Everyone loves Rockstar, their legendary titles have been satisfying gamers for as long as I remember. They aren’t afraid of controversial content and they sure as hell love to create fun, playable games. The Grand Theft Auto series has been a personal favourite of mine since they moved from top down to third person view.
The much hyped Red Dead Redemption features devilish rogue John Marston who hooks up with a journalist from Manhattan. They are sent to observe the way of life on the outback and to serialise the reports to create editorials for rich, upper class women. Hey, even posh women need thrills.
When you first start playing the game it is incredible how similar it feels to Grand Theft Auto. Granted there are no taxis and pimps in white suits but the overall dynamic and stylised appearance is familiar on so many levels.
John Marston is a man on a mission – aiming to hold true to the history of his culture. He is a reformed deviant – after a gang member who causes mayhem and destruction wherever he goes. At the beginning of the game Marston takes a severe beating and it a perfect initiation to the cultural setting – you befriend a group of people with the goal of removing the evil cancer that blights the land. While recovering your strength and learning how the game works.
Red Dead Redemption wouldn’t be a Rockstar game without a stunning array of missions and objectives – all this and more is on offer. You build your reputation as you progress through both primary and side missions to the primary goal of taking down the main bad guy.
The world, as would be expected is fully open ended and you can journey anywhere you want and ignore (or attack) whoever or whatever you feel like. Don’t fancy doing any missions for the next hour? then feel free to roam the environments and cause your own form of mayhem. From the get go you won’t be able to travel into Mexico however but the world soon opens up for your enjoyment. Start small, think big.
Marston is an enigmatic persona and his story is fed to the player slowly over the course of the game and it works to create tension while sucking the player fully into the experience. The game play is simply stunning – the familiar Rockstar mission mechanic is firmly in place, but this time you are herding cattle, shooting wildlife, chasing thieves on horseback, stopping poachers and playing a key part in periodic set pieces. It creates such a new angle to the GTA mechanic that I found myself hooked on what was going to happen next.
The mission variety is incredible and the plethora of side missions help to round out the overall experience. Sure, you still play the obligatory errand boy role of helping people solve x problem or locate y person, but it works with such a charm it is hard not to be impressed. Especially when you factor in the fact that you can hunt animals for bonuses or even collect fauna and treasure on your journeys.
Combat is as strong as it has ever been and Rockstar have implemented ‘dead eye’ mode (Matrix style bullet time) to create epic fights. The cover mechanic works reasonably well although newer systems in other games can feel more fluid and intuitive at times. Sadly I also found that the motion of the characters sometimes bordered on unrealistic, especially when they would fall over even the smallest of obstacles.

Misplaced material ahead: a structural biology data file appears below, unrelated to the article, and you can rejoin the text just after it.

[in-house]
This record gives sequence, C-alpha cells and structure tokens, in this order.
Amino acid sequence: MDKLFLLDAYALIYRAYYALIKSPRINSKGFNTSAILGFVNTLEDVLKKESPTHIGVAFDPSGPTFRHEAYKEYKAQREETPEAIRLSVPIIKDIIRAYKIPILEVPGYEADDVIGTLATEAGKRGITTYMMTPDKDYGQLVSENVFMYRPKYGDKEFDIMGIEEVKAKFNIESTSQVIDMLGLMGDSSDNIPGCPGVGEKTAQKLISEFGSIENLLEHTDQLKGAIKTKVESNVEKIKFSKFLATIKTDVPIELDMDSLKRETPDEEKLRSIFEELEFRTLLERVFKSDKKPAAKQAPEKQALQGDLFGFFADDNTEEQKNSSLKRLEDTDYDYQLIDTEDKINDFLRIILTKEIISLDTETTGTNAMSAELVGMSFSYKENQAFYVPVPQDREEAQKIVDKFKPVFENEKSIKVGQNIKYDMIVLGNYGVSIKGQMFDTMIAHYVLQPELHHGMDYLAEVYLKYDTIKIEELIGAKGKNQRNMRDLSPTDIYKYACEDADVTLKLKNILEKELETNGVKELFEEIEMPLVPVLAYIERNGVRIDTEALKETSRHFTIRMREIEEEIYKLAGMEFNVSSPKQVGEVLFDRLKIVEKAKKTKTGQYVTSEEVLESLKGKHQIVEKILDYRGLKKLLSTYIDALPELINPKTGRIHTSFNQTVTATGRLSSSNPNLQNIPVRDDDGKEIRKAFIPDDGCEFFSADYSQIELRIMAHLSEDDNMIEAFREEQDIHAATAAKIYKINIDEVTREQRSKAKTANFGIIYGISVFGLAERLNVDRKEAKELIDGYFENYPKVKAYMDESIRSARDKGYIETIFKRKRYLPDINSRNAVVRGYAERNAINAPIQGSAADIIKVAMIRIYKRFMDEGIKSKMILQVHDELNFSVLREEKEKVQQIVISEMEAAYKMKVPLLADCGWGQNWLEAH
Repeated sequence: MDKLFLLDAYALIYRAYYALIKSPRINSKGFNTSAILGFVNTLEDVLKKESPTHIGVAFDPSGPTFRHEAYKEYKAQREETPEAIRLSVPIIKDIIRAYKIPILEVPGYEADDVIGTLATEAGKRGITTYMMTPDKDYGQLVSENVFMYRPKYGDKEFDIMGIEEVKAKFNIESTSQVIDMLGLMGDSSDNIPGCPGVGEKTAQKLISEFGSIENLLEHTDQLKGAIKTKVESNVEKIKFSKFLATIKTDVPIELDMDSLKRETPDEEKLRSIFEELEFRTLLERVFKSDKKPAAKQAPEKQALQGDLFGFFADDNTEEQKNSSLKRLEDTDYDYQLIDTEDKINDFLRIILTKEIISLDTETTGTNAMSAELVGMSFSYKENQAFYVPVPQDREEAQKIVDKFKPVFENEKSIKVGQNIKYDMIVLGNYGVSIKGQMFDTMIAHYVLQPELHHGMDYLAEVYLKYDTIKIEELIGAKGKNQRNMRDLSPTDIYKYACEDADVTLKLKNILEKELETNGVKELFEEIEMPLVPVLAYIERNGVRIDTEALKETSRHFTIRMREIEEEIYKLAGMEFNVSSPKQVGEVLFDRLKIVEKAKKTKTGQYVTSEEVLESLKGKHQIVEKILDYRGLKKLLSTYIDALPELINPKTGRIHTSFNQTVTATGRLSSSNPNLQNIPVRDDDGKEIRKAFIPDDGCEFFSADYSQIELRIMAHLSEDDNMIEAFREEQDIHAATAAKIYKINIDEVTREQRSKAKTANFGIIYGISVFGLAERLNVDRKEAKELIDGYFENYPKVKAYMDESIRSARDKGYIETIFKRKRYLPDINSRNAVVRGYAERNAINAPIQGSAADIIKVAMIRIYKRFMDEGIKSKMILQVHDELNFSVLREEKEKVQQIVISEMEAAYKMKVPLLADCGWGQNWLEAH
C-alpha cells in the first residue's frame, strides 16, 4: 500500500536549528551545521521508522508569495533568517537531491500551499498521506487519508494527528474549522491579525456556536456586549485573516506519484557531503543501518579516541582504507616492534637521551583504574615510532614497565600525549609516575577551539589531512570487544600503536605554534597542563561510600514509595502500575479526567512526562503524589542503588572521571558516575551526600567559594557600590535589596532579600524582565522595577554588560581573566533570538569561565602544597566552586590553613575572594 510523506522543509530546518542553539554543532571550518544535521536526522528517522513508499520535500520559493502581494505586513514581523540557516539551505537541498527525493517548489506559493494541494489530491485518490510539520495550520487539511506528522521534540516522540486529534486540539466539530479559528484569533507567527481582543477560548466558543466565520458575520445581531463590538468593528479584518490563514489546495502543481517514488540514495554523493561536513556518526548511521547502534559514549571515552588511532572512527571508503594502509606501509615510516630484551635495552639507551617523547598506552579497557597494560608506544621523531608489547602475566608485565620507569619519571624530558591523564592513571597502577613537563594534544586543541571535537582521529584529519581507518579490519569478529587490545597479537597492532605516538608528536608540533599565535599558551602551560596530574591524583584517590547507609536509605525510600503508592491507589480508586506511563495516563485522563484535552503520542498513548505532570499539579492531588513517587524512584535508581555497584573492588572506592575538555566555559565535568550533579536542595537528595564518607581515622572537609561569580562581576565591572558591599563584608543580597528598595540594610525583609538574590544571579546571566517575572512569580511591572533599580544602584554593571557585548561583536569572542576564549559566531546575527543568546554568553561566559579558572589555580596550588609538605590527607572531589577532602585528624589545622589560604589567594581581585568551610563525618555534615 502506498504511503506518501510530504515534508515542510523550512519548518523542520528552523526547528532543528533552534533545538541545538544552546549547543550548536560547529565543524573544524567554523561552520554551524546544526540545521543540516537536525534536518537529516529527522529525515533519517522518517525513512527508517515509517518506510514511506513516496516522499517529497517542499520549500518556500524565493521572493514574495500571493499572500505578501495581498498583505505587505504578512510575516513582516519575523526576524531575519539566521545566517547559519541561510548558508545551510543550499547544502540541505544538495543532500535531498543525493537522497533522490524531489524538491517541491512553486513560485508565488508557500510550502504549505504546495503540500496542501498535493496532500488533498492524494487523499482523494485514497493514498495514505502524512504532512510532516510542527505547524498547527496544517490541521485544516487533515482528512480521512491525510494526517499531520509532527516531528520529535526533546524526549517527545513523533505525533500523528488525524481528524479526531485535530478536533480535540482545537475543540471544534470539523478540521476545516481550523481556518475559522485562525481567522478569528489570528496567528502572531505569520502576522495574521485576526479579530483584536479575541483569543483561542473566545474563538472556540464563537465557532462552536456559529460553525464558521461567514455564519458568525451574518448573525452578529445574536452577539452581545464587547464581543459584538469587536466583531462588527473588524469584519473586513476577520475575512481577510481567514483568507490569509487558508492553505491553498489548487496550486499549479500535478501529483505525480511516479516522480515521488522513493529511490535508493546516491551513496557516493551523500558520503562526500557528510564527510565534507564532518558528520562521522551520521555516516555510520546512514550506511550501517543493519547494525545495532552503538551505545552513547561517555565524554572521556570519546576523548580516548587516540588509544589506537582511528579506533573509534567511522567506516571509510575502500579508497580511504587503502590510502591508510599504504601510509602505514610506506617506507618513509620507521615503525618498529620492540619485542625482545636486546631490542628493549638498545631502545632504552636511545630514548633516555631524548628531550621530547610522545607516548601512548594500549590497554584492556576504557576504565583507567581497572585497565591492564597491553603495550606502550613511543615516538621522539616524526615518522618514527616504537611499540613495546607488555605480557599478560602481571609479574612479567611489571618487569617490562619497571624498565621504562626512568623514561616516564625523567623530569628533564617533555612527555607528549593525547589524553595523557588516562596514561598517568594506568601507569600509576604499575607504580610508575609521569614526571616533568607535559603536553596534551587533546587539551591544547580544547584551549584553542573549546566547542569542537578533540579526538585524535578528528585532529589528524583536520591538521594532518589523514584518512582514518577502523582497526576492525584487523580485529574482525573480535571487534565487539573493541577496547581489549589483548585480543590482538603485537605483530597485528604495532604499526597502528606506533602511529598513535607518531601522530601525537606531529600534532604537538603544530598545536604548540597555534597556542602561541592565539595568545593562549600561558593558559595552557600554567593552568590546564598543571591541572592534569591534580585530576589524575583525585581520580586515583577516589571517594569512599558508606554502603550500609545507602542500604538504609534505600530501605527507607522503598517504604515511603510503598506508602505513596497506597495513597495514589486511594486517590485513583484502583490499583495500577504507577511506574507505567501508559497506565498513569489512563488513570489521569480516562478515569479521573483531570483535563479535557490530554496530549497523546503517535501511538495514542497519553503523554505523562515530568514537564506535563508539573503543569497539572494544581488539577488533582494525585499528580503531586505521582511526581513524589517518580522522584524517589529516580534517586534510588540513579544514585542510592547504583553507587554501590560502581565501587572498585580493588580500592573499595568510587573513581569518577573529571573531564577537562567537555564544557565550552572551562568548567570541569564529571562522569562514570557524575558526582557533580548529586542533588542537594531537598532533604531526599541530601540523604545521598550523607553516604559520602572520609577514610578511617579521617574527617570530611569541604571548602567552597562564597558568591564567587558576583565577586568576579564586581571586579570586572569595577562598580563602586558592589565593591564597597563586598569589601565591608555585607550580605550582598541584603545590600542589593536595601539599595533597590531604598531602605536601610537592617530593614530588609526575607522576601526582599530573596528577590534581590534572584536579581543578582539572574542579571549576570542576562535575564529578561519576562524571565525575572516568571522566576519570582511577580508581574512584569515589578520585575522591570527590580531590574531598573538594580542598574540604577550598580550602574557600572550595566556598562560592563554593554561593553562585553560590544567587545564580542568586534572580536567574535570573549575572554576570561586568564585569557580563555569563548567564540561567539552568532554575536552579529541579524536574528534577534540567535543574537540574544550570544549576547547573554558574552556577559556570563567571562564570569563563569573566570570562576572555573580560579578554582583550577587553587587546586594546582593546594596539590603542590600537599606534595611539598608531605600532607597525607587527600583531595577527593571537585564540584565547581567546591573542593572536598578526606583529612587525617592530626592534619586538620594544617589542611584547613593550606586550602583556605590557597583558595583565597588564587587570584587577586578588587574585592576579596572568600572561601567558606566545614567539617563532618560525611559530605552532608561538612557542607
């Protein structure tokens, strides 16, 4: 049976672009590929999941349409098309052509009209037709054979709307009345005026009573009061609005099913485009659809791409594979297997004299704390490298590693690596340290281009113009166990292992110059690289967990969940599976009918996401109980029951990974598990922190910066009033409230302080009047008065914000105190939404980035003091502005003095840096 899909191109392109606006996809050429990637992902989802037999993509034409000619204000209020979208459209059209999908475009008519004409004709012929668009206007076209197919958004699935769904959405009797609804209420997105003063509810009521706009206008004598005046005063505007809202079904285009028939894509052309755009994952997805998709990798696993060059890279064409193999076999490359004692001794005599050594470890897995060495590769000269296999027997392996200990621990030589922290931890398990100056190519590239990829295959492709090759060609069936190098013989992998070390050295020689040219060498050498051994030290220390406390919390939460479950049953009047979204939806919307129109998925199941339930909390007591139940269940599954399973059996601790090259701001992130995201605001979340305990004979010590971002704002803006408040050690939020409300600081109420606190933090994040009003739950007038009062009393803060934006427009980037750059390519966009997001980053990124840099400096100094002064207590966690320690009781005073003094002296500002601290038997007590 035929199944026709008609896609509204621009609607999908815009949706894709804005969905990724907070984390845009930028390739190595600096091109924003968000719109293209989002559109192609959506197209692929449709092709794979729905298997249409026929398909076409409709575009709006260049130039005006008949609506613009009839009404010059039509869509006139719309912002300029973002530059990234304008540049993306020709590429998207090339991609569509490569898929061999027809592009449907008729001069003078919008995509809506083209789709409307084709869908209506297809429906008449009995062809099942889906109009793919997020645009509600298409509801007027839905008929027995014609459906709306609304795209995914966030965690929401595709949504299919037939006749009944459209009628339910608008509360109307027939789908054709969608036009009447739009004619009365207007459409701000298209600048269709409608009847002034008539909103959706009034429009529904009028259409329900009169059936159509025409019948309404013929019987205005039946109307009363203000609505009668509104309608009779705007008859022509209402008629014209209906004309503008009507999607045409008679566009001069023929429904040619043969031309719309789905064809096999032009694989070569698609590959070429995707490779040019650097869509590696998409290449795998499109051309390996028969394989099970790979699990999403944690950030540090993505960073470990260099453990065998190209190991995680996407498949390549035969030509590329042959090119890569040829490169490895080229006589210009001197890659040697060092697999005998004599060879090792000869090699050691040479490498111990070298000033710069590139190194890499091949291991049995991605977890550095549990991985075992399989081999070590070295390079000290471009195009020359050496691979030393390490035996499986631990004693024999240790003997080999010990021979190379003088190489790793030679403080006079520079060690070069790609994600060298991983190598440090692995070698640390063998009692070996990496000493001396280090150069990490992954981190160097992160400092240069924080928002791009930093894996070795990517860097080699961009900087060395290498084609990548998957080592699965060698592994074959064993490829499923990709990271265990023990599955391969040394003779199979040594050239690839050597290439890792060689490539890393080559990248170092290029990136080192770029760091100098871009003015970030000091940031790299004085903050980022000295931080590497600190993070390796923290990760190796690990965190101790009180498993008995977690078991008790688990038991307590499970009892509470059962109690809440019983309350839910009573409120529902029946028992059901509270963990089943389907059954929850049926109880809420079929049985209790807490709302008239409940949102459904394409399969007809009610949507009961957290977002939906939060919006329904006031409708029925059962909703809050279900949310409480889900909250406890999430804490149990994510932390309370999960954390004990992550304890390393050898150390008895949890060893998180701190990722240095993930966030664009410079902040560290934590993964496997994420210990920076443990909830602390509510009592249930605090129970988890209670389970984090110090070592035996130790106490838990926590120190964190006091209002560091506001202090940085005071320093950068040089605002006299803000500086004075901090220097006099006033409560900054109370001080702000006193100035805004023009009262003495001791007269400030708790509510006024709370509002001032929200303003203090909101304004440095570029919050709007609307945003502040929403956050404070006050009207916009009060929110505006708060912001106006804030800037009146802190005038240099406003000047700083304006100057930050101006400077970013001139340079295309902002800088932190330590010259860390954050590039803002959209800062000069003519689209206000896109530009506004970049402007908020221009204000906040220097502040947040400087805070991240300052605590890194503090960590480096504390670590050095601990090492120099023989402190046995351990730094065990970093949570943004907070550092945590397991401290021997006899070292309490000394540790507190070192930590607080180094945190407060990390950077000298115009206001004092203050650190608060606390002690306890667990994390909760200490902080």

Logically, the main means of travel is on horseback – a very refreshing change from motorbikes or cars that have peppered previous excursions. You can fight easily while on a horse, with access to weaponry and the lasso which doubles up as a rather mean weapon in specific situations. The Lasso can also be used to capture wild horses if you are walking and the system of controlling one is nicely played out. You aim for the head and take it down so you can then tame (via a mini game) and ride it. Interestingly, much like a series of cars, each horse slots into a specific breed which relate to speed, strength and stamina. Horses grow attached to their owners and respond better over time and if you use one horse all the time, after a while it will become stronger, more obedient and loyal. Horses can be used as a bail out method also – if you whistle for it and you didn’t tie it up. You can also tie up enemy characters and drag them across the ground – all courtesy of the horse.
The only real problem with the horse is that sometimes it just isn’t fast enough to get you to your location – the map is literally so huge that traveling from one area to the next can often take 15 minutes. Regularly I found myself using the games campfire teleport or train systems to ease the pain.
Graphically I felt the Xbox 360 had the slight edge and while I was unable to work out if the game was running at a lower resolution on the Playstation 3, there did appear to be times when aliasing was more noticeable. Both look fantastic however so its only a passing comment.
On a production level the game is top drawer – sometimes you could almost imagine yourself inside a classic Western movie – the scenery and environments are meticulously rendered and the world ‘epic’ really rings true on so many levels. This is Rockstars main strength – creating a dynamic and exhilarating world that people can just lose themselves inside. I found the script witty, fast paced and extremely entertaining.
Red Dead Redemption is without a doubt the best game released so far this year and I think it will be a tough one to beat. If you want to transport yourself to the maniac wild west, in undiluted Rockstar style, then this needs to be on your shortlist of purchases. Amazing.